Let's roll back the hands of time to early July 1987 as Oliver North is finally getting ready to testify before the Senate in the Iran-contra affair. The press and other Washington elites are united in their certainty that North will be discredited on the witness stand. North's reputation is already in tatters with the recent revelation that the government paid for a $14,000 security system for his home. A Time headline perfectly captures the mood: "Can North Be Believed? His Credibility Declines as His Testimony Nears." U.S. News also reflects these hang-him-high sentiments with a story headed, "Marine Colonel Will Talk: Who Will Believe Oliver North?"
The answer, as it quickly turned out, was that the same Americans who elected Ronald Reagan twice believed Ollie North. As Newsweek shamelessly gushed at the height of Olliemania: "Lt. Col. Oliver L. North charged up Capitol Hill last week as the Rambo of diplomacy...But he captured the hill as Ollie: a new national folk hero who somehow embodied Jimmy Stewart, Gary Cooper and John Wayne in one bemedaled uniform." (Chatterbox knows from personal experience that there is no purple prose like that of a news-magazine writer on rhetorical overdrive).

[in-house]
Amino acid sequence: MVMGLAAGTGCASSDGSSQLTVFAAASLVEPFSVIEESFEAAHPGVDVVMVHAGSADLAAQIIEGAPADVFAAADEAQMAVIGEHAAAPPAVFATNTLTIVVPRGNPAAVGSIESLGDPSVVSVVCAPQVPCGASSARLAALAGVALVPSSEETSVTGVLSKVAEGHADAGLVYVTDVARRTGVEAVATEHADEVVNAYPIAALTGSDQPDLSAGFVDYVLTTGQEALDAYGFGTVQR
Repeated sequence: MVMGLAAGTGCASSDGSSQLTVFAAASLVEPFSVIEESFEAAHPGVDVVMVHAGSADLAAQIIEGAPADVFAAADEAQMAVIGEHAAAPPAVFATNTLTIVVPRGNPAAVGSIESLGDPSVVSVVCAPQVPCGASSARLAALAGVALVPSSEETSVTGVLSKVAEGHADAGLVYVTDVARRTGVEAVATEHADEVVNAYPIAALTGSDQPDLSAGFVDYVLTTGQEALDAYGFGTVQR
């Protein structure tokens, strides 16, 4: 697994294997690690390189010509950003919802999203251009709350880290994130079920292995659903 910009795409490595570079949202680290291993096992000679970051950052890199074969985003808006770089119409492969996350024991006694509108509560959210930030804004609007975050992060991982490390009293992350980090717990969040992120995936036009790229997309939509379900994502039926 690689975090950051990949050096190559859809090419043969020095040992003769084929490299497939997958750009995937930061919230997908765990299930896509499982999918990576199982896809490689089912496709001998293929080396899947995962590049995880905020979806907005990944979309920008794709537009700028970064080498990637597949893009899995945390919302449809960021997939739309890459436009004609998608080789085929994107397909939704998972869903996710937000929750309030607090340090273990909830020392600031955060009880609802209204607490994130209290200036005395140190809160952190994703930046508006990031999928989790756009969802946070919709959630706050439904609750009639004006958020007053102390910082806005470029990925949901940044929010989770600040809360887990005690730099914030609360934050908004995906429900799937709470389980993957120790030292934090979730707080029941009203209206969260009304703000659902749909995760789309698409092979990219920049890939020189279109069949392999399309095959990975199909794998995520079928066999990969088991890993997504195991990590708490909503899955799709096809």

Back in 1987, Senate Democrats naively believed that they merely had to expose Ollie North to on-camera questioning to prompt Americans hate him like they did. Last Friday, Republicans on the House Judiciary Committee made the same mistake with Bill Clinton's grand-jury testimony. It just goes to show that personal venom can warp the judgment of even the most cynical political operators.